an advent email devotional

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Use the form below to sign up for my Advent Email devotional on the family tree of Jesus. Every Monday, Wednesday, and Friday in Advent you’ll get an email with a short piece of scripture, a short reflection, and a prayer to help give your Advent some special spiritual meaning this year.

flannelgraph advent 1c

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Advent / flannelgraph / Lectionary / Year C
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We normally think of Advent as a time to prepare for Christmas. And, it is. “Advent” means “the coming,” and it is indeed about Christ coming in Bethlehem… But, that’s not all it’s about. Because one of the tenets of our faith is that Christ will come again. And so, each Advent we begin with remembering Jesus’ second coming, before we turn our attention back to Jesus’ first coming. We see this theme in the Gospel lesson (Luke 21:25-36), which comes from the “little apocolypse” in Luke’s Gospel. Jesus says here that he will return, and that there will be signs of that ringing throughout creation. He tells us that we are to be “alert,” and ready to stand before him when we comes.

1 Thessalonians is the earliest Christian document we have, having been written years before anything else in the New Testament. Paul wrote this letter primarily to calm down the anxieties of the Christian community in Thessalonika who were worried that Jesus hadn’t returned yet. In this lesson (1 Thess 3:9-13), Paul prays for them, asking that God would help make their paths cross again so that they could see one another, and that their faith would increase.

Jeremiah was a prophet whose ministry took place in the years leading up to the destruction of Jerusalem and the exile in Babylon. His message was to warn the people to take their covenant with God seriously. In the lesson for today (Jer 33:14-16), Jeremiah is talking about the hope that God has for God’s People after the hardships they will endure. Out of the lineage of King David will come one who will live by righteousness. Of course Christians identify Jeremiah prophesy here as being about the coming of Jesus.

Family liturgy

Show me your ways, O Lord
and teach me your paths.
Lead me in your truth and teach me,
for you are the God of my salvation.
Remember, O Lord, your compassion and love,
for they are from everlasting.
(Adapted from Psalm 25)

In this season of Advent, when we are waiting for the coming of Jesus, how can we remember God’s “compassion and love?” Who does God have compassion and love for? Who are we supposed to have compassion and love for?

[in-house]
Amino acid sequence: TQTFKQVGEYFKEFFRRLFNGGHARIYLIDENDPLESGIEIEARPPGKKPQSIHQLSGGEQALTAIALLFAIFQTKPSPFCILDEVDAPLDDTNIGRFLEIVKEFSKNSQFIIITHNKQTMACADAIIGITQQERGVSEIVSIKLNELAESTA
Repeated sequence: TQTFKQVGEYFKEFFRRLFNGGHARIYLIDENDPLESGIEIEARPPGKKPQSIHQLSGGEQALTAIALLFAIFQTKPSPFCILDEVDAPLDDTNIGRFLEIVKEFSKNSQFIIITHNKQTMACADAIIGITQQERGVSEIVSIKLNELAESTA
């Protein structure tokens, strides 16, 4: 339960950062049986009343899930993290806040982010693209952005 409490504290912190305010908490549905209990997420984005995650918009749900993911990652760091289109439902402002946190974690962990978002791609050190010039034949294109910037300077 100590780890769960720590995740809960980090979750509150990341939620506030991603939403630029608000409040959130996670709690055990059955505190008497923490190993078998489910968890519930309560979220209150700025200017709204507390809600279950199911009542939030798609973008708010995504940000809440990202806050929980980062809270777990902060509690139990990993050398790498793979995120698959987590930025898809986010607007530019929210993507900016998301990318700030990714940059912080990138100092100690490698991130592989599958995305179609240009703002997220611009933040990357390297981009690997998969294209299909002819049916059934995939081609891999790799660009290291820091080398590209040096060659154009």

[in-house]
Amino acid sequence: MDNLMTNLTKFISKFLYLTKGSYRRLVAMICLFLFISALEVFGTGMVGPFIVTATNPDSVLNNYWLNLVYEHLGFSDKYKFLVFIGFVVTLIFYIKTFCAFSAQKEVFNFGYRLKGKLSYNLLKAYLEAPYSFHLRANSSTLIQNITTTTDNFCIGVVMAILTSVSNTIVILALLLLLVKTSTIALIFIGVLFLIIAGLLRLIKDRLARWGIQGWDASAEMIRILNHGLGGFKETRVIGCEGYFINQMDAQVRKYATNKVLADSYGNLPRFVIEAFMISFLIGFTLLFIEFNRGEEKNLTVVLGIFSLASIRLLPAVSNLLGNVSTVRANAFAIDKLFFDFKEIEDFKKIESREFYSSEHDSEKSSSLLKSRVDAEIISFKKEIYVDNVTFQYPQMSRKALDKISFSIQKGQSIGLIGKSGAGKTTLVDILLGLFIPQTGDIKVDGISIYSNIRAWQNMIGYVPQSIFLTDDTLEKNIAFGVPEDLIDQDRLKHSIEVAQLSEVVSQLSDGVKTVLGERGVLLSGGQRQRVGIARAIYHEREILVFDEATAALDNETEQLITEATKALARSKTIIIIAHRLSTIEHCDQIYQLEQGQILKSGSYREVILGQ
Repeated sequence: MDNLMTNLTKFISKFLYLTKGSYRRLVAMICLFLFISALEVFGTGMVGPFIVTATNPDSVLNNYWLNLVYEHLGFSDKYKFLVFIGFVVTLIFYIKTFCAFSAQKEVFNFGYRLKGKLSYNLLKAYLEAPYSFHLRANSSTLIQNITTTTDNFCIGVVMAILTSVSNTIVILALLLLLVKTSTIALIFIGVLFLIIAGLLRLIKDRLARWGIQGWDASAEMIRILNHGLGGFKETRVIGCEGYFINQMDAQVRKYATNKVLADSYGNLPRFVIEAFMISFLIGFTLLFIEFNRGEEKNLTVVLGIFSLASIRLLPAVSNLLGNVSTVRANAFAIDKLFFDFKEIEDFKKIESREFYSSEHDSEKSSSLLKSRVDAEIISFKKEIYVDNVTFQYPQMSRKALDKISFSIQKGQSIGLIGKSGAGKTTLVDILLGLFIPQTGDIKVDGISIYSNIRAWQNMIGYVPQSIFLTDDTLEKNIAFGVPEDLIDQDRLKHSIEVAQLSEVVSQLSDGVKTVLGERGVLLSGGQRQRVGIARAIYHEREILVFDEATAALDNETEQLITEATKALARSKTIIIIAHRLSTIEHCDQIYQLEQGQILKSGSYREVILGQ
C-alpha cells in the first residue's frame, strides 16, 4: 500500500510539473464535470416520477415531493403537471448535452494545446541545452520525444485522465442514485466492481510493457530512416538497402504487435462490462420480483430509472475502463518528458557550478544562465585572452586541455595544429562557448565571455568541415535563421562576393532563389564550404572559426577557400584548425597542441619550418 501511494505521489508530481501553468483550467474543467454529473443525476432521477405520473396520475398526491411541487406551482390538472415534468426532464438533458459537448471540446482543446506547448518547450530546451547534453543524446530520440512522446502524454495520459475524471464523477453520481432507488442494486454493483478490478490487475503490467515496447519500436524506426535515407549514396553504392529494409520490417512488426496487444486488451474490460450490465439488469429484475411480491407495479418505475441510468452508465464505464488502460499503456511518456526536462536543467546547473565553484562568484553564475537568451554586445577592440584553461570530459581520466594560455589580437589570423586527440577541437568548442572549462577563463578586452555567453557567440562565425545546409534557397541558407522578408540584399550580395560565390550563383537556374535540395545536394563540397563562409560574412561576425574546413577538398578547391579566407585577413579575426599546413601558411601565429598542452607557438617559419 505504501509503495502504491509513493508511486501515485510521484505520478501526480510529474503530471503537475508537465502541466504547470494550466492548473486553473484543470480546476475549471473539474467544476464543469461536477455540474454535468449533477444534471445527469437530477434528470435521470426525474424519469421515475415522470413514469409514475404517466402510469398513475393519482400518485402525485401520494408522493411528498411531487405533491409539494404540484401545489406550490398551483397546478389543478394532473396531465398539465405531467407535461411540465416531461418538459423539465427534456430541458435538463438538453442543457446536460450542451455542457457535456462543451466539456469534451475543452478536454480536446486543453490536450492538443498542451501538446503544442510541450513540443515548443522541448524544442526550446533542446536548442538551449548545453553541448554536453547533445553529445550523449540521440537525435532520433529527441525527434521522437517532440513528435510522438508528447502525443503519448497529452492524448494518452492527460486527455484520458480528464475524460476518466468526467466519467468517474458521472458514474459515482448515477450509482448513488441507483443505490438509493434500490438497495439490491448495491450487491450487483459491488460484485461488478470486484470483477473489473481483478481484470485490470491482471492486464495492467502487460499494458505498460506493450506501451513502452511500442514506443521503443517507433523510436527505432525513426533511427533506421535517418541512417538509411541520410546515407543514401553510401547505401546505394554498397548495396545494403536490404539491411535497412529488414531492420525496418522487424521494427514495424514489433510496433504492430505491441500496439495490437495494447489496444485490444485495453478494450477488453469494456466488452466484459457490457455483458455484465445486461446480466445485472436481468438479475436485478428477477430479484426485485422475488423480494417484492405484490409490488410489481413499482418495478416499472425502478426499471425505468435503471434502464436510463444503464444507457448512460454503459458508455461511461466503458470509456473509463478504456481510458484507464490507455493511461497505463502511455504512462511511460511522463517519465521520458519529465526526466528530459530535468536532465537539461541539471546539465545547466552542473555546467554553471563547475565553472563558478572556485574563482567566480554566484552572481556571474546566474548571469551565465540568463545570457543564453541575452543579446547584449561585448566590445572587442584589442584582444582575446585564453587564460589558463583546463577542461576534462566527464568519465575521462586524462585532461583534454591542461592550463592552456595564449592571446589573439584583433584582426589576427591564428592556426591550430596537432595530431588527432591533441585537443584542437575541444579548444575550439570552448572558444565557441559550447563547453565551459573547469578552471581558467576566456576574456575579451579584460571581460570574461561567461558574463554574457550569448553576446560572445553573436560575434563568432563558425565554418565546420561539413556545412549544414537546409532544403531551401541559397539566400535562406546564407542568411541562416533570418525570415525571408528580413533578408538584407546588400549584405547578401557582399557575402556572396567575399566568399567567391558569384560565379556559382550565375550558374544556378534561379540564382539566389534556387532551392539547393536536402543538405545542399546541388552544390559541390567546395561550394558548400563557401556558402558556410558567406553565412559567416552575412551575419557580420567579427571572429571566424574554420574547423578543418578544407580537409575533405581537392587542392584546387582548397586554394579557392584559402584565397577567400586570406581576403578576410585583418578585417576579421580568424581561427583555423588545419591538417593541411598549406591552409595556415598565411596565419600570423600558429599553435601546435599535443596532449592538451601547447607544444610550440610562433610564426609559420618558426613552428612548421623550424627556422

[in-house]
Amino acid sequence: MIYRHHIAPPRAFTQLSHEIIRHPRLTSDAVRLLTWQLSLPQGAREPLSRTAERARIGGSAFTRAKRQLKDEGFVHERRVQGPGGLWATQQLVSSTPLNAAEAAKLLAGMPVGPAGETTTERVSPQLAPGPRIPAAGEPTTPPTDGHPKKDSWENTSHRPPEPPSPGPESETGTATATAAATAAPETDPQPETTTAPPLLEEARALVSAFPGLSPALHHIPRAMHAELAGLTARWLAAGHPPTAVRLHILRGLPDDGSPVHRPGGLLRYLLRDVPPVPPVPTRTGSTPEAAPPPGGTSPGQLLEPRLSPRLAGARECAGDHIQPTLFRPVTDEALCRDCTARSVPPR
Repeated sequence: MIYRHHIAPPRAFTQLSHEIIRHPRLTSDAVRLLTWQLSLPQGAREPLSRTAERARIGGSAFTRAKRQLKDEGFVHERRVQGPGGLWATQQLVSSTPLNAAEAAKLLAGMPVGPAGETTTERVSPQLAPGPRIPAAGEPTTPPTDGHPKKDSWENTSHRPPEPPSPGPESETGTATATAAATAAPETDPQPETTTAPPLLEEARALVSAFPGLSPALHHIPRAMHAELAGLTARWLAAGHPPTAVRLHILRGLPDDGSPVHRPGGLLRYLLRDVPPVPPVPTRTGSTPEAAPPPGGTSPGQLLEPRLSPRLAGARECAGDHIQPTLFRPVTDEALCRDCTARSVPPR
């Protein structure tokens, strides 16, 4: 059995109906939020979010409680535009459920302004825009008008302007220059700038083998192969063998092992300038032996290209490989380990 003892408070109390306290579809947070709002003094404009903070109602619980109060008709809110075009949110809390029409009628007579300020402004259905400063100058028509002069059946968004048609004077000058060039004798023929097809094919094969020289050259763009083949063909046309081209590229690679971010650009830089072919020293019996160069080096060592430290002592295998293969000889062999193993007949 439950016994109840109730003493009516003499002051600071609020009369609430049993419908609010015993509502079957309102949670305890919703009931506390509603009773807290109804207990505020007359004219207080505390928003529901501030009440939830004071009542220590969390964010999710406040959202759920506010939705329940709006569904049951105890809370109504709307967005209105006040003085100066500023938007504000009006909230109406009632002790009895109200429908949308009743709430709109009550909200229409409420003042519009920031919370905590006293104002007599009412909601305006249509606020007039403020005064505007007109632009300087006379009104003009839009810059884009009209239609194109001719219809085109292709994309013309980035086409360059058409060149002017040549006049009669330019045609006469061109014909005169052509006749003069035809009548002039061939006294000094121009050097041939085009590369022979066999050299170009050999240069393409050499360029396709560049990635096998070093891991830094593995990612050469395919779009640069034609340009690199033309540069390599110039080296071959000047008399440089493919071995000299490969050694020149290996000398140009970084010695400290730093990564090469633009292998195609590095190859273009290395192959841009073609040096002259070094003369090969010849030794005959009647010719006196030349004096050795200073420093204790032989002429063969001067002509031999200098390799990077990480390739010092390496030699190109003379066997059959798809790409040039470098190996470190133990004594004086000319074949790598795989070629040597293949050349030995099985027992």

Create an action-plan for who you can show compassion and love for this week.

Come among us O God, and remember your compassion and love; so that when your Son Jesus arrives, we might come to adore him, and spread your compassion and love to the ends of the earth. Amen.

why we can’t be afraid

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“Do not be afraid,” is the single most often repeated command in the Bible, having been issued about a hundred times.

God told us not to fear. (e.g. Gen 15:1) Moses told us not to fear. (e.g. Exodus 14:15) Angels told us not to fear. (e.g. Matthew 28:5) The psalmists told us not to fear. (e.g. Psalm 23:4) Jesus told us not to fear. (e.g. Luke 12:7).

I’ve preached on “do not be afraid” countless times. I have to say, it feels good to say to a congregation. It feels good to say, period. As if God intended this command as a form of spiritual Xanax, to set us as ease, and to make us feel safe and secure, come what may.

But, lately I’m beginning to think that this command is meant to do more than merely assuage us. I think it’s meant to challenge us to be our best selves, and to uphold the basic tenets of the Gospel. Because when we are afraid we are rarely at our best. Fear can dredge up suspicion, hatred, and an unyielding desire to inflict pain and retribution on others. Fear can cause us to cast off our neighbor, and cross to the other side of the road when we see a person in need stuck in a ditch. Fear can make us completely abandon compassion, mercy, love of neighbor, and sometimes even just plain reason.

When we fear, we can so totally abandon all that God calls us to, and all that Jesus taught us to be.

Today, when I look at the world in the wake of the terror attacks in Paris, I see us being driven more by a visceral reaction to the ideology of ISIS than by the ideology of Jesus. We say, Jesus calls us to be people of compassion… But, not now. We say, Jesus calls us to love our neighbor… But, he couldn’t possibly mean these people. We say, Jesus calls us to love our enemies and pray for them… But, not this enemy. We say, Jesus calls us to welcome and care for the stranger and those in need… But, not in my state.

Because compassion and love seem wildly naive in the face of all we are dealing with. And, maybe they are.

But, I’m sticking with Jesus anyway.

I’m not saying that we shouldn’t fight ISIS or screen refugees. I think we need to do both – for our safety, and for the safety of all the targets of ISIS.

But, we cannot lose our souls in the process. We cannot lose ourselves to hatred and an appetite to inflict revenge. We cannot allow them to make us so afraid that we forsake the Way of Jesus. For that is when they win.

They can’t bomb every church, behead every Christian, or shoot up every concert. But, if we allow them to hijack the faith that God has given us, then with our help they may very well succeed in eradicating Jesus from the world.

So do not fall prey to hatred. Do not fall prey to suspicion and discrimination. Do not forget to love your neighbor, and do not forget who your neighbor is. Do not succumb to revenge seeking.

And, most importantly: Do not be afraid.